Solar power is a growing American success story

Hundreds of thousands of Americans have gone solar and millions more are ready to join their ranks so all of us can power our lives and our communities with clean, renewable, local energy. The barriers to solar are falling faster than ever, too, with more and more cities, states and companies adopting innovative pro-solar policies that have made solar cheaper and easier to install.

That’s why we have 10 times more solar power in the U.S. today than we did in 2010, enough to power more than 5 million homes, with another home going solar every two minutes, as of the end of 2015.

What are we up against? 

Yet just as solar is about to reach a tipping point, some utilities and other special interests want to throw new obstacles in the way. Our Solar for All campaign is working to knock those barriers out of the way so more Americans can go solar.

We’re working with our national network to urge mayors, governors and others to set ambitious solar goals and commitments, offer new solar incentives, and promote new community solar programs. And we’re mobilizing people to counter the utilities and other special interests who want to make solar more expensive and harder to install.

We’re fighting attacks

And we’re winning. In just the past year, we’ve turned back attacks on solar in Arizona, Colorado and New Mexico and won new commitments to solar in Austin and Houston, Athens and Atlanta, and New York State and California, among other places. Over the last 10 years, we’ve helped establish dozens of pro-solar programs, including the biggest: California’s Million Solar Roofs Initiative.

What can you do? 

We want you to join us by showing your support for solar. You can send an email to your local officials, write a letter to your local newspaper, attend one of our solar forums, or join us at a news conference or other special event.

Whatever you can do, the time for action is now. Solar is at a tipping point. If we keep winning more pro-solar policies, we’ll see millions more Americans go solar in the next decade, putting us on a path to a 100% renewable future. If we let utilities and other special interests get in the way, that future will remain out of reach as solar sputters and stalls.

Together, we can achieve Solar for All

We can do this. Together, we can bring more solar power to our homes, our communities, our churches and schools, our workplaces and our lives—and leave a cleaner, healthier world for kids growing up today and future generations.

Solar For All Updates

Report | Environment Ohio Research and Policy Center

Ohio’s Clean Energy Report Card, Year 2

In 2009, Ohio received 84 percent of its electricity from coal, the dirtiest fuel used to generate electricity. Over the last few years, however, Ohio has begun to develop alternatives to reduce our reliance on coal and other fossil fuels, cutting air pollution and reducing the state’s contribution to global warming.

> Keep Reading
News Release | Environment Ohio

Clean Cars Would Cut Oil Use, Save Ohioans $10.5 Million on Thanksgiving Travel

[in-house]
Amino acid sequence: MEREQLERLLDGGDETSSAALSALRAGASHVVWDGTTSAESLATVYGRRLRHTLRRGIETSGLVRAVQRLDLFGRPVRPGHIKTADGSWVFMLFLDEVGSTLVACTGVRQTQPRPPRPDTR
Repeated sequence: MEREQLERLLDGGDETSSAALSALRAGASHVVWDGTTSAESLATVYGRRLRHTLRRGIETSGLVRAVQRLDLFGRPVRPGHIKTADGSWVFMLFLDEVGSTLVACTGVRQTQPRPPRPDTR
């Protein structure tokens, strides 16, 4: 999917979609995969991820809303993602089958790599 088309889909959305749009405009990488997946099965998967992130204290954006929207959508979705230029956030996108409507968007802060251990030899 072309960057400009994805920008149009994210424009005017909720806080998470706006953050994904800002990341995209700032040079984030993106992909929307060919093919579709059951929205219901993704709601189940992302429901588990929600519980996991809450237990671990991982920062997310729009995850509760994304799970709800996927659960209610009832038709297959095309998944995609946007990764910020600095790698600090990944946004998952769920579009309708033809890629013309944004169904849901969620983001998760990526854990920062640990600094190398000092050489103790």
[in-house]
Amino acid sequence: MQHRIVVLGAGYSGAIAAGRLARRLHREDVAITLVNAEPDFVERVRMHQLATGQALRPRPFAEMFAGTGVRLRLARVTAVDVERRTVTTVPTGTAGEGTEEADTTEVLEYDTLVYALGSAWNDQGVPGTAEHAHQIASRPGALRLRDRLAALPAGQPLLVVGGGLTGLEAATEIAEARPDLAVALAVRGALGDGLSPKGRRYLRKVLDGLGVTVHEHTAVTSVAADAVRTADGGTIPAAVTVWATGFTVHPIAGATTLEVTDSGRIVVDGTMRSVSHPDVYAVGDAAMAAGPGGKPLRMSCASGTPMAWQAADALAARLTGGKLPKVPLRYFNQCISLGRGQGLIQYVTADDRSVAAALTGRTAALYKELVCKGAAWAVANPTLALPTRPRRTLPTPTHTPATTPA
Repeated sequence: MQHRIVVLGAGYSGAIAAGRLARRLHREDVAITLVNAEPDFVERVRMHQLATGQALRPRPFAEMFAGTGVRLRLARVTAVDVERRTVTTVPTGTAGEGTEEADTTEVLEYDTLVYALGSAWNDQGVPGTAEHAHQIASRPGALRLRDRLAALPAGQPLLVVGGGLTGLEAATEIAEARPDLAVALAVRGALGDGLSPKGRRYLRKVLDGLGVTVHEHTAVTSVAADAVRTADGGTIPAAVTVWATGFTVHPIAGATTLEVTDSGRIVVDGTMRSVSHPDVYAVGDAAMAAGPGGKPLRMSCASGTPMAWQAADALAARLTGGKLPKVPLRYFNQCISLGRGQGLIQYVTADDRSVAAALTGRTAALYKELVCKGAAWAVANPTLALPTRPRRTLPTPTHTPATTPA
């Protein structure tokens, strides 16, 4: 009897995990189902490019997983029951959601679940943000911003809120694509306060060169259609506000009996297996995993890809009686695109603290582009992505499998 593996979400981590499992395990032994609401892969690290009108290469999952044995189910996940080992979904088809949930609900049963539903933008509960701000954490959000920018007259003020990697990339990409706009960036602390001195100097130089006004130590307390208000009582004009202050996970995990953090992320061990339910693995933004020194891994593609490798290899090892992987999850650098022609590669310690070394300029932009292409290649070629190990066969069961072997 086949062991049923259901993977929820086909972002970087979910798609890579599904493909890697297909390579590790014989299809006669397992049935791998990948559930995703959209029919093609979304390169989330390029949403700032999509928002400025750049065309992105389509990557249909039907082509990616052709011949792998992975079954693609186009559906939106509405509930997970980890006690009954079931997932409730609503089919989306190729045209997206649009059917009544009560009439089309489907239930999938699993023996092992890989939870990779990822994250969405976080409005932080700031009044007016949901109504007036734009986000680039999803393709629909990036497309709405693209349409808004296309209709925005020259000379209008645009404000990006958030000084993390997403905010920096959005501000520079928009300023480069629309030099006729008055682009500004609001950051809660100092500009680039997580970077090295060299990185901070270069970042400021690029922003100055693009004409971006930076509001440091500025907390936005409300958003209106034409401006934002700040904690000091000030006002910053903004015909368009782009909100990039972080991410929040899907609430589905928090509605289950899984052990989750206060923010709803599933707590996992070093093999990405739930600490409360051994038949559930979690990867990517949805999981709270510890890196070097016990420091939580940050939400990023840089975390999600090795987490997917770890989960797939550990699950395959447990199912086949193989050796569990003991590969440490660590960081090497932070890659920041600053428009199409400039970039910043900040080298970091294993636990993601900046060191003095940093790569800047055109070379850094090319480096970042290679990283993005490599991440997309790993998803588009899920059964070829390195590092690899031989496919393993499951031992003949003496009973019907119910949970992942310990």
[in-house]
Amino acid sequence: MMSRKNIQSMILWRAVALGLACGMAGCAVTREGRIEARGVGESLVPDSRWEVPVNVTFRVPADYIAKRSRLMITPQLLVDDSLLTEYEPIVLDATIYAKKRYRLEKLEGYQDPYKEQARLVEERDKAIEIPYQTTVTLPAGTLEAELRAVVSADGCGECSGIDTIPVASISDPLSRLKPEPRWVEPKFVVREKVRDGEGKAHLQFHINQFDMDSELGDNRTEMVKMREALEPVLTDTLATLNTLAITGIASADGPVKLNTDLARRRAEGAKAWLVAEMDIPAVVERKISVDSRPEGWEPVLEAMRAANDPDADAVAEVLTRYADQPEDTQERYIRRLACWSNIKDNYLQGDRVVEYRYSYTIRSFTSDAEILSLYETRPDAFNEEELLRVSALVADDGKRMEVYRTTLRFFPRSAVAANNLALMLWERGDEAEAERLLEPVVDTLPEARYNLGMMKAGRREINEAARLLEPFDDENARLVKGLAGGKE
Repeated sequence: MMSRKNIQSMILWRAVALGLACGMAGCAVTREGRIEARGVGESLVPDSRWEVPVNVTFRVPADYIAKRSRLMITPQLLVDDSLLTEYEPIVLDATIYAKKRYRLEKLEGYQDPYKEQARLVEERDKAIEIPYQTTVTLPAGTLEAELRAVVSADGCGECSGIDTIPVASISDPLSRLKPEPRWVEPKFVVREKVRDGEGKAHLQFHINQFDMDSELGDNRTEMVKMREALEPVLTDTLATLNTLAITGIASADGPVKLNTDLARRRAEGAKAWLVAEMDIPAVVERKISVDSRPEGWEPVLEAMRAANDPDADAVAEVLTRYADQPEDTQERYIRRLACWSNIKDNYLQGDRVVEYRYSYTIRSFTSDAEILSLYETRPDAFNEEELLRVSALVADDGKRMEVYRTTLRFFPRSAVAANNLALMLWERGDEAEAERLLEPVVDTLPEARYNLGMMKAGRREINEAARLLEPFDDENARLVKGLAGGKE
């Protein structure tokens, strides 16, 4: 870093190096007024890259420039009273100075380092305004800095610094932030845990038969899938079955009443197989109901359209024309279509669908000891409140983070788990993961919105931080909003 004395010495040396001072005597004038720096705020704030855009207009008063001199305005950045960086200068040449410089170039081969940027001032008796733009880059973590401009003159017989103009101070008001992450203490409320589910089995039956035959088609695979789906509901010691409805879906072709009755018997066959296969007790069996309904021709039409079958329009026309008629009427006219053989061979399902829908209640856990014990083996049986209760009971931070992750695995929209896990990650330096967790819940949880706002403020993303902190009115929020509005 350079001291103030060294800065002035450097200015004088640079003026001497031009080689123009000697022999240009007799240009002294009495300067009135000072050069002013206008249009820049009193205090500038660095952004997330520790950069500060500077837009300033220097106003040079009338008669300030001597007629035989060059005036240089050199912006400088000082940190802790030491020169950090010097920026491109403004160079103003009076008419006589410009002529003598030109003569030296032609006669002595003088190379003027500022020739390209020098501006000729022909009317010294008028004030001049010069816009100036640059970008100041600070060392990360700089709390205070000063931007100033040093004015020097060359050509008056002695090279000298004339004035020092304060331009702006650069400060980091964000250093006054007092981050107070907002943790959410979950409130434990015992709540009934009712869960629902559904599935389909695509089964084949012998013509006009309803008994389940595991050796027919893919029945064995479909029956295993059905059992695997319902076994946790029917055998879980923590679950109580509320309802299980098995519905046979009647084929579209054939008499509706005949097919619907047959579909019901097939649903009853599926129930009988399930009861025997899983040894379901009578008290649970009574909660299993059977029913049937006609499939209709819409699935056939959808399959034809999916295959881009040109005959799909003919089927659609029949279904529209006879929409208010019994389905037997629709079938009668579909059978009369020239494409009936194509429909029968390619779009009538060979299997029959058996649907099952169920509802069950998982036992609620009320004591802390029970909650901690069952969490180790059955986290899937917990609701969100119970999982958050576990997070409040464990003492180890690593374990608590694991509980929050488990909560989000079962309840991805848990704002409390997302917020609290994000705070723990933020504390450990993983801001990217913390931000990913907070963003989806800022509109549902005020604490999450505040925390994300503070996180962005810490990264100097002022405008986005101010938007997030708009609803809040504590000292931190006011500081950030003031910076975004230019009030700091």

As Ohioans prepare for one of the busiest travel holidays of the year, and just days after the Obama administration proposed new fuel efficiency standards for cars and trucks, a new Environment Ohio report finds that more fuel efficient cars would make significant cuts in oil use and save Ohioans roughly $10.5 million at the gas pump this Thanksgiving alone. The report was released following the Obama administration’s 11/16 announcement of proposed new fuel efficiency and global warming pollution standards for cars and light trucks sold from 2017 through 2025. 

> Keep Reading
Report | Environment Ohio Research and Policy Center

Gobbling Less Gas for Thanksgiving

America’s dependence on oil threatens our environment, our economy, and our national security. Whether it is the scars left by the oil spills in the Yellowstone and Kalamazoo rivers and the Gulf of Mexico, the $1 billion that American families and businesses send overseas every day for oil, or the nearly 2 billion metric tons of global warming pollution emitted annually which fuels more and more extreme weather, these problems demand that we break our dependence on oil.

> Keep Reading
Headline

State legislator seeks to eliminate Ohio's clean-energy requirement

Environmentalists lined up Thursday against an Ohio senator's bill to repeal the state's clean energy requirement, warning that the measure could destabilize a burgeoning new area of the economy.

Sen. Kris Jordan, Republican of Powell, introduced the bill Wednesday that would eliminate a provision of the state's 2008 clean energy law that requires 25 percent of consumer electricity to come from advanced and renewable sources by 2025. Then-Gov. Ted Strickland and bipartisan supporters of the law called it "25 by 25."

> Keep Reading
Headline

First Solar customer gets $455.7 million in financing for Ontario projects

Ohio’s U.S. Sen. Sherrod Brown and the head of the Export-Import Bank of the United States announced Friday that the bank has agreed to provide financing totaling $455.7 million so that the First Solar Inc. plant in Perrysburg Township can produce 90 megawatts worth of solar panels to power two solar projects in Ontario, Canada.

> Keep Reading

Pages

View AllRSS Feed